Put up interest rates because of Auckland and penalise all the regular Joe Blows in NZ, creating even more pressure and stress. Yeah, makes great sense. There are other ways to more surgically deal with this before it's another train wreck. But the stuck record chorus are still singing and don't give me that cr#p about the free market - it only reacts after the tipping point. The trouble is, the house speculators enjoying the lack of a CGT vote for Billy and his mates.

Why are people saying "interest rate setting"?

Manufacturers are calling for interest rates to be dropped to make the dollar fall, but you are asking for interest rates to be increased to stop the property bubble.

Interest rates are not the answer! I am not sure what is (and I assume the RB is working on it) but some form of other macro prudential tools may be needed.

Yes, Harvey, you have it. We have a divergence of motive and result - the RB as driven by English and Wheeler is a two-edge sword.
Lift the interest rates and property in Auckland is maybe held and the export and productive sector contract, and banks get richer.
Auckland wins, provinces lose.

Or drop the interest rates, which brings down the dollar, the export and productive sector prosper and house inflation in Auckland advances.
Provinces win, Auckland loses.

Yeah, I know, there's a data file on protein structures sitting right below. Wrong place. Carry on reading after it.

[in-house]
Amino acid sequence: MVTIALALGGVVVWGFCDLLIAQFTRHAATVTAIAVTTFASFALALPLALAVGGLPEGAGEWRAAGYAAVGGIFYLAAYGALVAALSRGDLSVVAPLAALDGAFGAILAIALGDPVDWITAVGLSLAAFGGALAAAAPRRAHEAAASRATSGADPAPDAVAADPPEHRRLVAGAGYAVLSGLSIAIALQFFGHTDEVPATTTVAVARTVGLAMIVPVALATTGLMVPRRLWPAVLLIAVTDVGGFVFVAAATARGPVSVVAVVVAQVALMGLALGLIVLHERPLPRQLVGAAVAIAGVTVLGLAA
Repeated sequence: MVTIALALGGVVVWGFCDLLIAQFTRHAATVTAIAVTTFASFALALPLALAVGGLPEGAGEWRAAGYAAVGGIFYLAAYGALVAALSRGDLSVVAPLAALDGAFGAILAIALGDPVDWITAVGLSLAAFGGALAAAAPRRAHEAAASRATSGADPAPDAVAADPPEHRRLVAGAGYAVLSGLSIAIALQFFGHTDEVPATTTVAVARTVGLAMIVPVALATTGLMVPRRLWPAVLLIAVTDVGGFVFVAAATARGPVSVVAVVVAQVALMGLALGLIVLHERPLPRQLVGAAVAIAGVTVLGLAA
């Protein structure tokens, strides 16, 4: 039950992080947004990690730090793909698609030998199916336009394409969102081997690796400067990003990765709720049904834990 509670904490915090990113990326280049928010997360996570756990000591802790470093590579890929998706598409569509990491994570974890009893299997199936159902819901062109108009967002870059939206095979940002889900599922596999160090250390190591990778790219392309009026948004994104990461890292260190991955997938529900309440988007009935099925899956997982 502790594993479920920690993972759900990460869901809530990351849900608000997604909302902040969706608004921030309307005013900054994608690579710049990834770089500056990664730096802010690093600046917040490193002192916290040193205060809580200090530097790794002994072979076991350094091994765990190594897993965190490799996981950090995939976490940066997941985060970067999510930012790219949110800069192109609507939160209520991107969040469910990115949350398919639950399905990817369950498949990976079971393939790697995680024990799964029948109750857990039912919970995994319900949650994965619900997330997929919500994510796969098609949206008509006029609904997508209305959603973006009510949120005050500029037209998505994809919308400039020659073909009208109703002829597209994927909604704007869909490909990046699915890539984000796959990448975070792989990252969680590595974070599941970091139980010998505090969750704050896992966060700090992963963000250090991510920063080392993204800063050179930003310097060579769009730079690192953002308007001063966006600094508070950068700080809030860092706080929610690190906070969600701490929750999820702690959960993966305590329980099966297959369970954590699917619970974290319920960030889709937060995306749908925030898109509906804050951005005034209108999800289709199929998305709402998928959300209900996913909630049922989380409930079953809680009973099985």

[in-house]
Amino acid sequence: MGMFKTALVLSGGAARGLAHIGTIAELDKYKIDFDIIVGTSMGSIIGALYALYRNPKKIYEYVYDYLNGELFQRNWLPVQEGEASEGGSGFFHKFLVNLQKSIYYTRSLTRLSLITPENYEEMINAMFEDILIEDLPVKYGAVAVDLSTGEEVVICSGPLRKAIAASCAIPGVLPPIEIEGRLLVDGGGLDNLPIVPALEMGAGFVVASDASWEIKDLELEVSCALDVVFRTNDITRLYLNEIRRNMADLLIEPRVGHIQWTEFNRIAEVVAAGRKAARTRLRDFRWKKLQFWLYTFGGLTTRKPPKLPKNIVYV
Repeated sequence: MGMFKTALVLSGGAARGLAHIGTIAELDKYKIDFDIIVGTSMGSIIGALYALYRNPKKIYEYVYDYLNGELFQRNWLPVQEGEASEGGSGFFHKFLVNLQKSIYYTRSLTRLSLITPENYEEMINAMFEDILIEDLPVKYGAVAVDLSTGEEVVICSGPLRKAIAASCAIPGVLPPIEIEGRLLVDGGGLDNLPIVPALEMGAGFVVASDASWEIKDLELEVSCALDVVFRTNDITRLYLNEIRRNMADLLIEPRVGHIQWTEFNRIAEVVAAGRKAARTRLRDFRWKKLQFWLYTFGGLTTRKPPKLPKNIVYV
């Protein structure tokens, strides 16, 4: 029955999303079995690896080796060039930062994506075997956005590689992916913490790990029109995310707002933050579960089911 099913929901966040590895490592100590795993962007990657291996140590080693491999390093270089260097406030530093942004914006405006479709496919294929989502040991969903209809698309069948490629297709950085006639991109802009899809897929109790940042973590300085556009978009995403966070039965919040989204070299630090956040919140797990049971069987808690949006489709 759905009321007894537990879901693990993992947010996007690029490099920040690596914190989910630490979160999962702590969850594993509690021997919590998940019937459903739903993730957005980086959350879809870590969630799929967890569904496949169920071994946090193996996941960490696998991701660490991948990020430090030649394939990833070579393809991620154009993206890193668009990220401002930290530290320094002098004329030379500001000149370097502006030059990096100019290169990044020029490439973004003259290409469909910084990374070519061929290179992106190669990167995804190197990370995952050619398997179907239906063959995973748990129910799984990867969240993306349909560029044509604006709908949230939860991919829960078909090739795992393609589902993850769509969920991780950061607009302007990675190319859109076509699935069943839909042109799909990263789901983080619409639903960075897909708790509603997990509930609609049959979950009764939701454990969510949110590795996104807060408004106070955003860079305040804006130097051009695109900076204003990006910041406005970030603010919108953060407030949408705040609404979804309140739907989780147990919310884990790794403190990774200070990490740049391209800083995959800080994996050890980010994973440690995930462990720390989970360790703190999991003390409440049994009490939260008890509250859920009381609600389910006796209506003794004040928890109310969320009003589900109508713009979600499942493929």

It's one or the other. My money is on them running true to form - doing nothing!

I agree. However, there is a third option which deals with the lack of liquidity of the New Zealand dollar (because of a sudden and rapid increase in the supply of comparable overseas dollars). That option is, unfortunately, a favourite of the green shirts so it can't be seriously discussed and/or considered (insert insults here). Things are getting crunchy and we need a little lube.... IMHO. And don't give me that bollocks about inflation. Let's just keep it on the sidelines and keep our gunpowder in reserve(s).

The arbitary nature of just taxing "investors" is not only ill-conceived, it's plain idotic. What constitutes an "investor"? Is it an individual who owns a property in some stucture other than personally? Is it someone who rents a house out? What if you went overseas for two years and rented out your house while away and then resumed living in it on your return. Are you then an investor? What if you own a second house that you let your kid live rent-free. Are you an investor? What about baches or time shares? What if you have a semi-detached flat on your house that you rent out? Is the whole house subject to capital gains now?

The whole issue is just standard "dog whistle" politics by Labour. Unintended consequences abound.

Re interest rates, what do you expect when you price one of the most important things in an economy (the cost of money ... interest) the way the Soviets priced their bread. via bureaucrat. Of course it is mis-priced but that has been the standard around the globe for many years and one of the major reasons for the GFC.